Citizenship education arose primarily in response to what the political philosopher Jurgen Habermas calls a legitimation crisis. As in many other countries, young people in particular were seen to be losing interest in politics: they were less likely to vote at elections, to join political parties, or to participate in ‘civic’ organisations and activities. In fact, the evidence on these points is quite uneven; and (as we’ll see) there are significant questions to be asked about what counts as ‘political’ or ‘civic’ engagement or activity in the first place. Nevertheless, this argument about the ‘democratic deficit’ and the wider demise of civil society became a kind of common-sense of the time; and education was seen by many to be the key solution to the problem.
The idea of citizenship (or at least the versions of it that circulated in the world of educational policy) reflected a fundamental tension or ambivalence that was at the heart of New Labour politics more broadly. On the one hand, New Labour was a social democratic project, albeit not a socialist one: it was about equality of opportunity, and overcoming what was then called the ‘social exclusion’ of disadvantaged groups. Yet on the other hand, it was also a neoliberal project: it was about accommodating to the demands of a modern globalised economy, and creating the ‘flexible’, self-regulating workforce that such an economy was believed to require.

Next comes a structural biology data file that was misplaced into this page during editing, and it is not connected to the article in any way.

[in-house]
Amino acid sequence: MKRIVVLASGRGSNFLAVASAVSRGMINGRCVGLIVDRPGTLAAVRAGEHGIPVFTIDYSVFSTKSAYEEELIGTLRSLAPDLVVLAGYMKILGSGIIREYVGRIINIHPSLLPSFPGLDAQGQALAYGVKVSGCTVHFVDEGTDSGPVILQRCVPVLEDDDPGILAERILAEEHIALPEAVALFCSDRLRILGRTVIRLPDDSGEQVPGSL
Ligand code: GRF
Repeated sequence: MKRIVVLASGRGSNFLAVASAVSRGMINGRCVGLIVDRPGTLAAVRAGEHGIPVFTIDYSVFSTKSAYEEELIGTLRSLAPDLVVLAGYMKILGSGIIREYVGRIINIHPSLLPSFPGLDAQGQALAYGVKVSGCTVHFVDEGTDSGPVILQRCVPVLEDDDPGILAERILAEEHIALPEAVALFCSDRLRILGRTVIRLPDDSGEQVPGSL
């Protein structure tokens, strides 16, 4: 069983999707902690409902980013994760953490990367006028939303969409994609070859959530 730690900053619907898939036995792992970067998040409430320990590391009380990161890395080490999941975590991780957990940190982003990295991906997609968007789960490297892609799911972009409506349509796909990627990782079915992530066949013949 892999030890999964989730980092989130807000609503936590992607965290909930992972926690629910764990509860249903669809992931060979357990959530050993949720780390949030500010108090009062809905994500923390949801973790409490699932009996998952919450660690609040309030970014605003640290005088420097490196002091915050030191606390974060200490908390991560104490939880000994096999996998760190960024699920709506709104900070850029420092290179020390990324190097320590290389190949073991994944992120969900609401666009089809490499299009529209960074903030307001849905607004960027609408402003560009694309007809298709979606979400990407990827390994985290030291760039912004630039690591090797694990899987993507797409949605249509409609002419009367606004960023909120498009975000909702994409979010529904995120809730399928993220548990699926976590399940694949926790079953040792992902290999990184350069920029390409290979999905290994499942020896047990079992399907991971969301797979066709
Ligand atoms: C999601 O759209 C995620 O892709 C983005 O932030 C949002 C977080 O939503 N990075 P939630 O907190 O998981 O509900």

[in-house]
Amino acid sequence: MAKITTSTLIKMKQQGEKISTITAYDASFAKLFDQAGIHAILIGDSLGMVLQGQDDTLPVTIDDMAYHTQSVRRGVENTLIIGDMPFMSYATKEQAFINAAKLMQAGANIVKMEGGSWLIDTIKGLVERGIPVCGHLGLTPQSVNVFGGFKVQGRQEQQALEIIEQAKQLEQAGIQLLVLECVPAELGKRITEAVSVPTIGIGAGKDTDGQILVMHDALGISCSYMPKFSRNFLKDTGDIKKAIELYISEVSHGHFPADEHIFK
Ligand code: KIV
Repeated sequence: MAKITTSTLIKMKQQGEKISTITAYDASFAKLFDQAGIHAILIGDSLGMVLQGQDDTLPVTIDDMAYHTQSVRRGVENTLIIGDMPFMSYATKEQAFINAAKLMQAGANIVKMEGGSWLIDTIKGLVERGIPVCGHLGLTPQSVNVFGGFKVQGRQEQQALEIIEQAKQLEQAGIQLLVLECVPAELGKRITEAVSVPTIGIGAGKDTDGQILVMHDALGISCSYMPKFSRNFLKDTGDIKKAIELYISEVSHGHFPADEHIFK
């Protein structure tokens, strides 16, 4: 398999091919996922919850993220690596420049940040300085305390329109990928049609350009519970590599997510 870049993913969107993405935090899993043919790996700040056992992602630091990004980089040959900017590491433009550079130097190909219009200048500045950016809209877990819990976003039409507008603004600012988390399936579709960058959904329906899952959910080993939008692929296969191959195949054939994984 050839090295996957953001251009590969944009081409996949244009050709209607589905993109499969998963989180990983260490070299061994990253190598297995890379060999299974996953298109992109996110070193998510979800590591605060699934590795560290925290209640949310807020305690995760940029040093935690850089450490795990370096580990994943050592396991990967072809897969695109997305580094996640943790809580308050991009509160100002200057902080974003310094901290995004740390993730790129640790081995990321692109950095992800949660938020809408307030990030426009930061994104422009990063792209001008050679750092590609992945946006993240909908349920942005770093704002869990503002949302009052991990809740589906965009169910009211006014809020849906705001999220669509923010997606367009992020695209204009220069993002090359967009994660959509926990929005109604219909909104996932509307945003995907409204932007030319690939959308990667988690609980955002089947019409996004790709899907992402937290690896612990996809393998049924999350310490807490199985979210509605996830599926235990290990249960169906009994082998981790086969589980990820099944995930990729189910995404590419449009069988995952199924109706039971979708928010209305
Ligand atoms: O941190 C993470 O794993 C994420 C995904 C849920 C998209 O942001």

These tensions were quite apparent in the original reports and policy documents about citizenship education, but especially as the new curriculum came to be implemented. For example, among the overarching themes was a recurring emphasis on ‘rights and responsibilities’. This seemed to suggest a kind of trade-off: citizens might claim rights, but only if they accepted responsibilities and did their proper duty. There was a kind of moralistic tone here that was arguably characteristic of New Labour much more broadly. While Crick’s report emphasised active citizenship, some of those who led the implementation seemed to fall back on a much more old-fashioned, conformist idea of ‘civics’ – a matter of inculcating facts about the mechanics of the democratic parliamentary system, for example, rather than offering students opportunities to participate in their own right.